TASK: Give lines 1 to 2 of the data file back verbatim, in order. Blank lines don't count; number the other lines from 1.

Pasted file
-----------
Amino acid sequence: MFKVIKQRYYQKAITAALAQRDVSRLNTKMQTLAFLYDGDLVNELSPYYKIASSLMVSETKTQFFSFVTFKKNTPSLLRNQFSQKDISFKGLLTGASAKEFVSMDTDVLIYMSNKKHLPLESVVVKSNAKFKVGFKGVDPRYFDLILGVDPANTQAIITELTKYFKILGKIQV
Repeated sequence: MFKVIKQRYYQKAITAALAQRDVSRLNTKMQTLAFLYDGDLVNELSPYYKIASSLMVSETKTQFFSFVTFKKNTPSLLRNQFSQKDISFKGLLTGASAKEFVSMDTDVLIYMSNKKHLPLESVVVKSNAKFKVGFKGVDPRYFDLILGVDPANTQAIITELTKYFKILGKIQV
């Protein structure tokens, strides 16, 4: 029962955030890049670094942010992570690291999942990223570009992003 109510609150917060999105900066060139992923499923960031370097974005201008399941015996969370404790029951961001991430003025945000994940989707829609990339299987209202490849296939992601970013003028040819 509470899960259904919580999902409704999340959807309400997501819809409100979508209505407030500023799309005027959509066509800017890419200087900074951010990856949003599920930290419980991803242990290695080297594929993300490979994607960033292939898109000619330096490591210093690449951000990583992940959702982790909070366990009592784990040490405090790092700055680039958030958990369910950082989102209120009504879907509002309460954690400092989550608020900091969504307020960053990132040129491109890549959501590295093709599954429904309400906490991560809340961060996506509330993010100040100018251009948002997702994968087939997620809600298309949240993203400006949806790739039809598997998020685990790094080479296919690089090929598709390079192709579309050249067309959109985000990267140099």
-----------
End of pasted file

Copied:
Amino acid sequence: MFKVIKQRYYQKAITAALAQRDVSRLNTKMQTLAFLYDGDLVNELSPYYKIASSLMVSETKTQFFSFVTFKKNTPSLLRNQFSQKDISFKGLLTGASAKEFVSMDTDVLIYMSNKKHLPLESVVVKSNAKFKVGFKGVDPRYFDLILGVDPANTQAIITELTKYFKILGKIQV
Repeated sequence: MFKVIKQRYYQKAITAALAQRDVSRLNTKMQTLAFLYDGDLVNELSPYYKIASSLMVSETKTQFFSFVTFKKNTPSLLRNQFSQKDISFKGLLTGASAKEFVSMDTDVLIYMSNKKHLPLESVVVKSNAKFKVGFKGVDPRYFDLILGVDPANTQAIITELTKYFKILGKIQV